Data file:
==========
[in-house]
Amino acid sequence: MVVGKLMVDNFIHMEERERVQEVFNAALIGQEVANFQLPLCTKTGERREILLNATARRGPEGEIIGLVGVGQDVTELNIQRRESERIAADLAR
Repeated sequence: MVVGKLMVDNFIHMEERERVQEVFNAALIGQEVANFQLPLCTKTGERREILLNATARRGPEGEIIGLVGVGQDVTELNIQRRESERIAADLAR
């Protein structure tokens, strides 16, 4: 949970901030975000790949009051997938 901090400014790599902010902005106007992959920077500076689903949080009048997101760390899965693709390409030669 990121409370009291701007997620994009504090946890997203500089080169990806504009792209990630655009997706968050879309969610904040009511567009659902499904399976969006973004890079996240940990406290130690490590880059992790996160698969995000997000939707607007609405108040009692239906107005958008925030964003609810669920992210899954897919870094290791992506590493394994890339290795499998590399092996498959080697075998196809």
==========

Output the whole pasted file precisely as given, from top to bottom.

[in-house]
Amino acid sequence: MVVGKLMVDNFIHMEERERVQEVFNAALIGQEVANFQLPLCTKTGERREILLNATARRGPEGEIIGLVGVGQDVTELNIQRRESERIAADLAR
Repeated sequence: MVVGKLMVDNFIHMEERERVQEVFNAALIGQEVANFQLPLCTKTGERREILLNATARRGPEGEIIGLVGVGQDVTELNIQRRESERIAADLAR
């Protein structure tokens, strides 16, 4: 949970901030975000790949009051997938 901090400014790599902010902005106007992959920077500076689903949080009048997101760390899965693709390409030669 990121409370009291701007997620994009504090946890997203500089080169990806504009792209990630655009997706968050879309969610904040009511567009659902499904399976969006973004890079996240940990406290130690490590880059992790996160698969995000997000939707607007609405108040009692239906107005958008925030964003609810669920992210899954897919870094290791992506590493394994890339290795499998590399092996498959080697075998196809």